• 8546 Answers

SOURCE: can connect kenwood equalizer ke-205 to a surround

Yes BUT...

The following is some boilerplate I made up that should explain some usage limitations.


Be advised that the engagement of any device in a Tape Monitor loop on a late-model Audio/Video Receiver will effectively tie the receiver down to stereo-only analog sound reproduction. I'll explain.


The connections themselves are fairly simple but it pays to understand what happens in the loop.


In general, any Line-Level external processor (EQ, dynamic range expander, etc) will go into a Tape Monitor loop on a receiver. A Tape Monitor, when engaged, sends the stereo analog signal Out to the Processor, massages it and returns it to the receiver via the Tape Monitor IN connectors to be passed on to the receiver's internal processes (volume, tone, whatever).


Old school analog stereo-only receivers consistently work this way. Newer digital and audio/video receivers introduce a couple of problems: 1) digital sound processing to simulate a variety of soundfields; 2) multiple output channels, either discrete or digitally-generated.


The latter requires that whatever signal is being processed experiences a maximum of one analog-digital-analog conversion.


EVERYTHING analog coming into the modern digital receiver is automatically converted to a digital signal for internal processing unless you choose a STEREO-only or STEREO-Direct setting. Consequently, no further external analog-digital conversions would be allowed if, say, a Tape Monitor circuit was activated, and a possible feedback loop could otherwise be created in a digital-sourced selection (output to its own input), so the unit is wired to treat the Tape Monitor as the first analog step in the process and defeats any pure digital sources.


In a multichannel unit, what would happen to the other channels if you sent ONLY the Front Left & Right out for processing? They would NOT be processed. That logical problem also plays into the decision to defeat digital sources if the Tape Monitor is activated. I don't totally agree with the engineers but that's the way it is. Nature of the digital beast.


Okay, back to the hook-up:


Receiver Tape Out (Rec) - to the External Processor (EQ, whatever) Preamp-, Rec, Line-In;


Receiver Tape In (Play) - from the External Processor (EQ, whatever) Preamp-, Play , Line-Out.


So, to sum up, you can only use the EQ or any outboard processor for analog stereo sources. If you actually want to use an analog recording deck you could place it within the typical Equalizer

Posted on Feb 05, 2011

dunnbiker
  • 8546 Answers

SOURCE: would I be able to

Be advised that the engagement of any device in a Tape Monitor loop on a late-model Audio/Video Receiver will effectively tie the receiver down to stereo-only analog sound reproduction. I'll explain.

The connections themselves are fairly simple but it pays to understand what happens in the loop.

In general, any Line-Level external processor (EQ, dynamic range expander, etc) will go into a Tape Monitor loop on a receiver. A Tape Monitor, when engaged, sends the stereo analog signal Out to the Processor, massages it and returns it to the receiver via the Tape Monitor IN connectors to be passed on to the receiver's internal processes (volume, tone, whatever).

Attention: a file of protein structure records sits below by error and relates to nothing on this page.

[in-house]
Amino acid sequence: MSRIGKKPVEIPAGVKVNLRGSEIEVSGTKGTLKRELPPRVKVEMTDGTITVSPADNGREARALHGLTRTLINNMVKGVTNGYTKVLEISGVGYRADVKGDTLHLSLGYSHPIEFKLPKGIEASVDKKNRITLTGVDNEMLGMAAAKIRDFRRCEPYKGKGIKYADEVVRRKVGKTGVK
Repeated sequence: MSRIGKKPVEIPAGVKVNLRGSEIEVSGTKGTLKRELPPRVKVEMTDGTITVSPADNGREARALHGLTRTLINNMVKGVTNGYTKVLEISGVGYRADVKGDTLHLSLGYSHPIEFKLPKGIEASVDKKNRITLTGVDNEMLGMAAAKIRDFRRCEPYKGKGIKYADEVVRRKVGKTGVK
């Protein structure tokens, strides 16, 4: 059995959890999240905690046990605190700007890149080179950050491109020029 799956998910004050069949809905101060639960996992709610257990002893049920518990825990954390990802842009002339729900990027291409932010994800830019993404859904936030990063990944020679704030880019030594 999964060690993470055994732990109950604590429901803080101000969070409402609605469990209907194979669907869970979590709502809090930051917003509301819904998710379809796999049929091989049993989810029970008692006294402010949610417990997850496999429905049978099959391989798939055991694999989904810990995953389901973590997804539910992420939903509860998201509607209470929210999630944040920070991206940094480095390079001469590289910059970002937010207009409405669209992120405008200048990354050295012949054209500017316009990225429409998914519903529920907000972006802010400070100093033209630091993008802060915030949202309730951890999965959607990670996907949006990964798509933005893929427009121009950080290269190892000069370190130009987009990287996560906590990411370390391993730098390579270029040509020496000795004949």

Old school analog stereo-only receivers consistently work this way. Newer digital and audio/video receivers introduce a couple of problems: 1) digital sound processing to simulate a variety of soundfields; 2) multiple output channels, either discrete or digitally-generated.

The latter requires that whatever signal is being processed experiences a maximum of one analog-digital-analog conversion.

EVERYTHING analog coming into the modern digital receiver is automatically converted to a digital signal for internal processing unless you choose some form of STEREO-only or STEREO-Direct setting. Consequently, no further external analog-digital conversions would be allowed if, say, a Tape Monitor circuit was activated, and a possible feedback loop could otherwise be created in a digital-sourced selection (output to its own input), so the unit is wired to treat the Tape Monitor as the first analog step in the process and defeats any pure digital sources.

In a multichannel unit, what would happen to the other channels if you sent ONLY the Front Left & Right out for processing? The rest would NOT be processed. That logical problem also plays into the decision to defeat digital sources if the Tape Monitor is activated. I don't totally agree with the engineers but that's the way it is. Nature of the digital beast.

Posted on Apr 16, 2011

Add Your Answer

Uploading: 0%

my-video-file.mp4

Complete. Click "Add" to insert your video. Add

×

Loading...
Loading...

Related Questions:

1 Answer

How to hook up a 7 band pioneer equalizer great 470 to a Kenwood kr-v6030 receiver


Connecting an Equalizer to a Receiver Before beginning, purchase RCA cables. In order to run the signal from a stereo receiver to the graphic equalizer and then on to the amplifier, two sets of RCA cables are needed. These are basic cables used to connect auxiliary components like record players and CD players. The length of the RCA cables should be about the same length as the distance between the receiver and equalizer.

1. Connect Graphic the Equalizer to the Receiver